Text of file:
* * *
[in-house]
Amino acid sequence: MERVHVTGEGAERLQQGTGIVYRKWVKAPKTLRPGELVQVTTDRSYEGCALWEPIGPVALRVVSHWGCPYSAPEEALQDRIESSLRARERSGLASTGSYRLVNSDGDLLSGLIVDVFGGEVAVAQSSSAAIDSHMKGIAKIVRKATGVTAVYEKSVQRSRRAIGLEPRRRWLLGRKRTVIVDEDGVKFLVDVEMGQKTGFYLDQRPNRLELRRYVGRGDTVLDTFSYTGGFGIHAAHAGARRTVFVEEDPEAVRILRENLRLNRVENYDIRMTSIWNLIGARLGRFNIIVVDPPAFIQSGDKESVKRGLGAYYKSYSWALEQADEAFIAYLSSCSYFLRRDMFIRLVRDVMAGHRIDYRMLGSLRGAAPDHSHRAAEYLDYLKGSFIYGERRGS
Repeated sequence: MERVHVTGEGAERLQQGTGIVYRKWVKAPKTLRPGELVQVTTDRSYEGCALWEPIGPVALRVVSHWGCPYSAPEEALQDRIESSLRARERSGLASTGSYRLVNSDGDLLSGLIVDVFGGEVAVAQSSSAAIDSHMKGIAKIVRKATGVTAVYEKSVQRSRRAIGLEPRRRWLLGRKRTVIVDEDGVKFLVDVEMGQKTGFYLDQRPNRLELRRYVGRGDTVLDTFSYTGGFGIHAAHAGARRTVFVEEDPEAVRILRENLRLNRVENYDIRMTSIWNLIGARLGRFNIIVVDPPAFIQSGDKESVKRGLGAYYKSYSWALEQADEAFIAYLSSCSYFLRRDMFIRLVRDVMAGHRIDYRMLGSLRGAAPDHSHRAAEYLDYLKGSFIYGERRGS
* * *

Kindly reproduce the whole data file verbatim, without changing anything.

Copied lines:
[in-house]
Amino acid sequence: MERVHVTGEGAERLQQGTGIVYRKWVKAPKTLRPGELVQVTTDRSYEGCALWEPIGPVALRVVSHWGCPYSAPEEALQDRIESSLRARERSGLASTGSYRLVNSDGDLLSGLIVDVFGGEVAVAQSSSAAIDSHMKGIAKIVRKATGVTAVYEKSVQRSRRAIGLEPRRRWLLGRKRTVIVDEDGVKFLVDVEMGQKTGFYLDQRPNRLELRRYVGRGDTVLDTFSYTGGFGIHAAHAGARRTVFVEEDPEAVRILRENLRLNRVENYDIRMTSIWNLIGARLGRFNIIVVDPPAFIQSGDKESVKRGLGAYYKSYSWALEQADEAFIAYLSSCSYFLRRDMFIRLVRDVMAGHRIDYRMLGSLRGAAPDHSHRAAEYLDYLKGSFIYGERRGS
Repeated sequence: MERVHVTGEGAERLQQGTGIVYRKWVKAPKTLRPGELVQVTTDRSYEGCALWEPIGPVALRVVSHWGCPYSAPEEALQDRIESSLRARERSGLASTGSYRLVNSDGDLLSGLIVDVFGGEVAVAQSSSAAIDSHMKGIAKIVRKATGVTAVYEKSVQRSRRAIGLEPRRRWLLGRKRTVIVDEDGVKFLVDVEMGQKTGFYLDQRPNRLELRRYVGRGDTVLDTFSYTGGFGIHAAHAGARRTVFVEEDPEAVRILRENLRLNRVENYDIRMTSIWNLIGARLGRFNIIVVDPPAFIQSGDKESVKRGLGAYYKSYSWALEQADEAFIAYLSSCSYFLRRDMFIRLVRDVMAGHRIDYRMLGSLRGAAPDHSHRAAEYLDYLKGSFIYGERRGS